The recent Nigerian presidential elections in February/March of 2023 have brought about changes to previously established political myths. One of these myths was that wealthy and ambitious candidates could not become president. Bola Ahmed Tinubu, who is considered one of Africa’s wealthiest politicians, would be the first Nigerian leader to publicly state that he is wealthy, ambitious, prepared to rule, and also to be elected.
However, he required not only ambition but also money and courage to overcome the challenges of his own party leader President Muhammadu Buhari’s banknote redesign, which threw the country into financial chaos.
The 2023 elections also showed that every serious and determined candidate can make their own victory. The sitting president is no longer the alpha and omega in determining a successor, as was seen in the case of President Olusegun Obasanjo, who installed Shehu Shagari as civilian president in 1979 and Umaru Shehu Yar’Adua as his successor in his second coming as civilian president.
The third lesson is that the governor-king has been undone as well. For decades, Tinubu ruled the roost in Lagos, but he lost it to Labour Party’s Peter Obi, a rookie in the presidential race.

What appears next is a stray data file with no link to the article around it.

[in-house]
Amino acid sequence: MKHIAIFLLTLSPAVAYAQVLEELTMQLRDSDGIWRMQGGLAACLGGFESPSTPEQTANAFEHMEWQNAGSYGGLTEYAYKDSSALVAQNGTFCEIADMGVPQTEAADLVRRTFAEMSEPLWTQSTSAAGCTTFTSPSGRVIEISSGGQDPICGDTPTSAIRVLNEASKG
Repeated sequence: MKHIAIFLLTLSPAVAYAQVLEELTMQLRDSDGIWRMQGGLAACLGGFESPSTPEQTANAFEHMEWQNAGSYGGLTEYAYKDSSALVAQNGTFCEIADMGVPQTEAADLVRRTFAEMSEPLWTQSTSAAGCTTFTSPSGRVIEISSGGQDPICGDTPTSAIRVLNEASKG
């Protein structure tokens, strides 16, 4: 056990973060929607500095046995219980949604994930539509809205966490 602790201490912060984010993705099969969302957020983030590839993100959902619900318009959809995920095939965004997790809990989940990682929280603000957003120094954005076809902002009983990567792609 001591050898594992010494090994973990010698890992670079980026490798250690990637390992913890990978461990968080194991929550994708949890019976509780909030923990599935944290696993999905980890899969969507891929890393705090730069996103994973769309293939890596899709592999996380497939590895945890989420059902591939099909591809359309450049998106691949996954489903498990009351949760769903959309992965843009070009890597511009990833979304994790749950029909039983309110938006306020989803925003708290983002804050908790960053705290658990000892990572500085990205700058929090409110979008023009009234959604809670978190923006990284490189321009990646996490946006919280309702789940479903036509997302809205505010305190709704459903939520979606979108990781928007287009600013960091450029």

Finally, the fourth lesson is that Abraham Lincolns come once in a blue moon. Lincoln’s multiple losses taught him that the only way to win the 1860 presidential election was to keep the Republican Party united.
In contrast, Atiku Abubakar, the presidential candidate of the opposition People’s Democratic Party (PDP), who was on his sixth attempt in 30 years, had a strategy to win that involved keeping his party divided. Buhari, another serial loser, had learned that his fabled 12 million voter base in one section of the country could not win him the presidency.
It remains to be seen what the 2023 elections will mean for governance, whether it will bring more freedom and accountability or inhibitions and opaqueness.
However, the loss of kingmaker leverage is not the only lesson from the 2023 elections. It is clear that every serious and determined candidate can make their own victory, and the sitting president is no longer the alpha and omega in determining a successor.